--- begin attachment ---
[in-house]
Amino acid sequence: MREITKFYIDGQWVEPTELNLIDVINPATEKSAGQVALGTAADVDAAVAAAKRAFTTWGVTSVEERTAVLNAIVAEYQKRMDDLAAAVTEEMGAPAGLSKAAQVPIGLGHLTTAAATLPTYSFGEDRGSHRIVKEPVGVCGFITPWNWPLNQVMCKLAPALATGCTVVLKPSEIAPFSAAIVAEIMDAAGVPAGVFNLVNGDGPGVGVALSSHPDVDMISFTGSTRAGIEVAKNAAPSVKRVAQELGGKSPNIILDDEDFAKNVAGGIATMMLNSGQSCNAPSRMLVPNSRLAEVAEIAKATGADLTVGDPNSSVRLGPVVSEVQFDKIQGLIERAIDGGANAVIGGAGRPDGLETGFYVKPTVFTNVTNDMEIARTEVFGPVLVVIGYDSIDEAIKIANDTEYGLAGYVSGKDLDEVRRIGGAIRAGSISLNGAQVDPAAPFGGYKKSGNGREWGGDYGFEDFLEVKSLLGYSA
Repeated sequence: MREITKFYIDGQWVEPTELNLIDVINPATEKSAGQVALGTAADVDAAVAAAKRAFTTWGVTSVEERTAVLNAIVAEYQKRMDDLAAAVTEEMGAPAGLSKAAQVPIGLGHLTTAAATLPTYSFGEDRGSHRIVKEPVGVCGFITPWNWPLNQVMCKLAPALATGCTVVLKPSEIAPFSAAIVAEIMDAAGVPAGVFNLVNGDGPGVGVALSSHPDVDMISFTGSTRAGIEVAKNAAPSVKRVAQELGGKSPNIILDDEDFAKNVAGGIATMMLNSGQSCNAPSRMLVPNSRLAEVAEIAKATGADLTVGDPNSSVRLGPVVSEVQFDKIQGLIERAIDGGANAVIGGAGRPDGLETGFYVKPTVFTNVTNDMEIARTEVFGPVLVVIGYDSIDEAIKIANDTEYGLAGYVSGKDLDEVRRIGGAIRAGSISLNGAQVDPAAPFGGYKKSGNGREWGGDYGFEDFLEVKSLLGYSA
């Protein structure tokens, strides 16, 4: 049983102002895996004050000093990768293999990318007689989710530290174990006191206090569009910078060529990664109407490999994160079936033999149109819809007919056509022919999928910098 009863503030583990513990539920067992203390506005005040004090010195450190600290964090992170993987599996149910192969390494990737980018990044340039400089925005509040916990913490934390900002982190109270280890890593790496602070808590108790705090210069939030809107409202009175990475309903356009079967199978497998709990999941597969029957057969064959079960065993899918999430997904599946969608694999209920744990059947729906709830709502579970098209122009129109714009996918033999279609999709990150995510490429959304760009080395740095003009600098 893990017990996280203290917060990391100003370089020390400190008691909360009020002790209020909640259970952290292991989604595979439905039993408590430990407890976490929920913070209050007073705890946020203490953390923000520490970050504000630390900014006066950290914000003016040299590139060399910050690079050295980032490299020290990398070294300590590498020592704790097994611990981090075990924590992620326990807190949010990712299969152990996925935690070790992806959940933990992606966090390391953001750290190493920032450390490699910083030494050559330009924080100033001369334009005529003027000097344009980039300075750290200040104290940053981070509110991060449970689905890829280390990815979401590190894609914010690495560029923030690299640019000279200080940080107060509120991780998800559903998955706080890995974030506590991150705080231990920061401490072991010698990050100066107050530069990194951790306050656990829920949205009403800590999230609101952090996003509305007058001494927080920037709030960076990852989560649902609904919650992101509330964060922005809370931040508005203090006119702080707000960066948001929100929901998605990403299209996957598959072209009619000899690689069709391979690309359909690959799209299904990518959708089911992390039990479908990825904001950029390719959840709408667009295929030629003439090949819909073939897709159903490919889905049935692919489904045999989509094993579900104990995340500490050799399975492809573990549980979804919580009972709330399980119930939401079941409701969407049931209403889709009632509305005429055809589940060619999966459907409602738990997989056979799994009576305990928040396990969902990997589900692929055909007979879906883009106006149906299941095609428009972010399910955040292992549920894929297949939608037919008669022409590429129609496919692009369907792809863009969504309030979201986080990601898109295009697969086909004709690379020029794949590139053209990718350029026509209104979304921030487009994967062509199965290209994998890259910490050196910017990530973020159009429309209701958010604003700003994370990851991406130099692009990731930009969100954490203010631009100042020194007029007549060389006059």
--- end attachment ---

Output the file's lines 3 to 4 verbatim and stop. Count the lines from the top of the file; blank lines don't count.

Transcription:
Repeated sequence: MREITKFYIDGQWVEPTELNLIDVINPATEKSAGQVALGTAADVDAAVAAAKRAFTTWGVTSVEERTAVLNAIVAEYQKRMDDLAAAVTEEMGAPAGLSKAAQVPIGLGHLTTAAATLPTYSFGEDRGSHRIVKEPVGVCGFITPWNWPLNQVMCKLAPALATGCTVVLKPSEIAPFSAAIVAEIMDAAGVPAGVFNLVNGDGPGVGVALSSHPDVDMISFTGSTRAGIEVAKNAAPSVKRVAQELGGKSPNIILDDEDFAKNVAGGIATMMLNSGQSCNAPSRMLVPNSRLAEVAEIAKATGADLTVGDPNSSVRLGPVVSEVQFDKIQGLIERAIDGGANAVIGGAGRPDGLETGFYVKPTVFTNVTNDMEIARTEVFGPVLVVIGYDSIDEAIKIANDTEYGLAGYVSGKDLDEVRRIGGAIRAGSISLNGAQVDPAAPFGGYKKSGNGREWGGDYGFEDFLEVKSLLGYSA
């Protein structure tokens, strides 16, 4: 049983102002895996004050000093990768293999990318007689989710530290174990006191206090569009910078060529990664109407490999994160079936033999149109819809007919056509022919999928910098 009863503030583990513990539920067992203390506005005040004090010195450190600290964090992170993987599996149910192969390494990737980018990044340039400089925005509040916990913490934390900002982190109270280890890593790496602070808590108790705090210069939030809107409202009175990475309903356009079967199978497998709990999941597969029957057969064959079960065993899918999430997904599946969608694999209920744990059947729906709830709502579970098209122009129109714009996918033999279609999709990150995510490429959304760009080395740095003009600098 893990017990996280203290917060990391100003370089020390400190008691909360009020002790209020909640259970952290292991989604595979439905039993408590430990407890976490929920913070209050007073705890946020203490953390923000520490970050504000630390900014006066950290914000003016040299590139060399910050690079050295980032490299020290990398070294300590590498020592704790097994611990981090075990924590992620326990807190949010990712299969152990996925935690070790992806959940933990992606966090390391953001750290190493920032450390490699910083030494050559330009924080100033001369334009005529003027000097344009980039300075750290200040104290940053981070509110991060449970689905890829280390990815979401590190894609914010690495560029923030690299640019000279200080940080107060509120991780998800559903998955706080890995974030506590991150705080231990920061401490072991010698990050100066107050530069990194951790306050656990829920949205009403800590999230609101952090996003509305007058001494927080920037709030960076990852989560649902609904919650992101509330964060922005809370931040508005203090006119702080707000960066948001929100929901998605990403299209996957598959072209009619000899690689069709391979690309359909690959799209299904990518959708089911992390039990479908990825904001950029390719959840709408667009295929030629003439090949819909073939897709159903490919889905049935692919489904045999989509094993579900104990995340500490050799399975492809573990549980979804919580009972709330399980119930939401079941409701969407049931209403889709009632509305005429055809589940060619999966459907409602738990997989056979799994009576305990928040396990969902990997589900692929055909007979879906883009106006149906299941095609428009972010399910955040292992549920894929297949939608037919008669022409590429129609496919692009369907792809863009969504309030979201986080990601898109295009697969086909004709690379020029794949590139053209990718350029026509209104979304921030487009994967062509199965290209994998890259910490050196910017990530973020159009429309209701958010604003700003994370990851991406130099692009990731930009969100954490203010631009100042020194007029007549060389006059």